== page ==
Institutional members access full text with Ovid®

Share this article on:

Glycerol-Induced Hyperhydration: A Method for Estimating the Optimal Load of Fluid to Be Ingested Before Exercise to Maximize Endurance Performance

Goulet, Eric DB

The Journal of Strength & Conditioning Research: January 2010 - Volume 24 - Issue 1 - p 74-78
doi: 10.1519/JSC.0b013e3181bd43e2
Original Research

Goulet, EDB. Glycerol-induced hyperhydration: a method for estimating the optimal load of fluid to be ingested before exercise to maximize endurance performance. J Strength Cond Res 24(1): 74-78, 2010-Glycerol-induced hyperhydration (GIH) has been shown to increase endurance performance (EP). However, EP starts declining at a dehydration level >2% body weight (BW). It thus appears that the use of GIH is only required when athletes anticipate that their fluid intake during exercise would not be sufficient to prevent a loss of BW >2%. In such a scenario, the optimal GIH load to be ingested before exercise would correspond to the amount of fluid that cannot be drunk during exercise and that would be just sufficient to keep the dehydration level <2% BW. No method exists enabling the estimation of the most optimal GIH load to be drunk before exercise to optimize EP. Here, such a method comprising 3 easy steps is presented. Step 1 provides a formula allowing users to determine relative exercise-induced dehydration level based on individual BW, exercise time, and estimated hourly sweat rate and fluid consumption during exercise. Step 2 takes into account the result of step 1 and provides a formula allowing determination of the minimal GIH load required before exercise to prevent a loss of BW >2%. Step 3 consists of identifying, among those pre-selected, a GIH protocol that increases body water by at least the amount computed in step 2. This method will remove much of the guesswork involved in the decision-making process of the optimal amount of GIH that should be ingested before exercise by athletes for maximizing EP and will serve as a practical reference tool for all athletes using, and coaches, practitioners, and exercise physiologists recommending the utilization of, GIH as an ergogenic aid.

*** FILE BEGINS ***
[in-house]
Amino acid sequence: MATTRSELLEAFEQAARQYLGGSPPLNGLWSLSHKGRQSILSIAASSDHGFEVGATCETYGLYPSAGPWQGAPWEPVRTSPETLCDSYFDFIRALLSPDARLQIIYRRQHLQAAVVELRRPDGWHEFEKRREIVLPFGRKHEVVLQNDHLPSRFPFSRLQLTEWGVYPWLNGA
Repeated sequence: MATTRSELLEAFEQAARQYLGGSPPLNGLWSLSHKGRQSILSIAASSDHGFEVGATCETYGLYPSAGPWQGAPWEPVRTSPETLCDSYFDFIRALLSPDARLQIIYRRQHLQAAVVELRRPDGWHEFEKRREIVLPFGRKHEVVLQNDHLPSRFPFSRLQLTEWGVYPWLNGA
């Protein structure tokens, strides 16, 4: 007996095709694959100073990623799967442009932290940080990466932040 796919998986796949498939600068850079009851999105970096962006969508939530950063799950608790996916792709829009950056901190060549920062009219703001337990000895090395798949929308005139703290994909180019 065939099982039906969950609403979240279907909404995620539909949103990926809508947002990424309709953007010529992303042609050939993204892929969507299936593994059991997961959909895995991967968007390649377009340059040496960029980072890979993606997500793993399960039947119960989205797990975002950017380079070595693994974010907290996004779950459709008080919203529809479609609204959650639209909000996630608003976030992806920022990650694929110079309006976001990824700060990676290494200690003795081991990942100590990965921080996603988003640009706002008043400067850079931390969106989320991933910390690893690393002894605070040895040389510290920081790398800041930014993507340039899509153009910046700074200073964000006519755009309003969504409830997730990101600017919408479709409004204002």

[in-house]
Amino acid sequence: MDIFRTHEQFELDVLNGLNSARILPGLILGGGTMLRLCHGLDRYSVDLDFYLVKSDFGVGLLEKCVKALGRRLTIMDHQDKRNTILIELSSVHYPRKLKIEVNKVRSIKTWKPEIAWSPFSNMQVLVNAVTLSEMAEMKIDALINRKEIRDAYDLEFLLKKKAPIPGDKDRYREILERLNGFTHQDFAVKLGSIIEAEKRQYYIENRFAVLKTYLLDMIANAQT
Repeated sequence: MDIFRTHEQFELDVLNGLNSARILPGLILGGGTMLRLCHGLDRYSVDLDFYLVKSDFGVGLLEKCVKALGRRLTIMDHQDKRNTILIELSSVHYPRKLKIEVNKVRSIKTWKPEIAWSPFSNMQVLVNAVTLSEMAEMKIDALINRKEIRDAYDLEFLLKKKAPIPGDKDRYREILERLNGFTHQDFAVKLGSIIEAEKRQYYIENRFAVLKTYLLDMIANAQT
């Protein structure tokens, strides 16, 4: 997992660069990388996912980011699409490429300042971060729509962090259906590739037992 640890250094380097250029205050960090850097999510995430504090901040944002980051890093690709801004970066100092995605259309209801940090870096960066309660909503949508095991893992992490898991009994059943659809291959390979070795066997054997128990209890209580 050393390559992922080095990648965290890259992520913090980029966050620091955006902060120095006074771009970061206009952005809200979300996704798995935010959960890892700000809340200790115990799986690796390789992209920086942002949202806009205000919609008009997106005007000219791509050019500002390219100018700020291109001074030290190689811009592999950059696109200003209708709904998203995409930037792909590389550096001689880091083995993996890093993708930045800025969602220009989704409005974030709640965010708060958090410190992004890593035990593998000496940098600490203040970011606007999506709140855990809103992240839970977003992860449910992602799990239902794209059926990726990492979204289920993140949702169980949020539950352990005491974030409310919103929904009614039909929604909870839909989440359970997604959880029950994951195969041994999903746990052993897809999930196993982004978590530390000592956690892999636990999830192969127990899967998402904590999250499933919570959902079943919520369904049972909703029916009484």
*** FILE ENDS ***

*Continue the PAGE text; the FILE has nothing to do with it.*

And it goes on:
McGill Nutrition and Food Science Centre, McGill University Health Centre, Royal Victoria Hospital, Montréal, Québec, Canada; Faculty of Physical Education and Sports, Université de Sherbrooke, Sherbrooke, Quebec, Canda; and Research Centre on Aging, Université de Sherbrooke, Quebec, Canada

Address correspondence to Eric Goulet,

© 2010 National Strength and Conditioning Association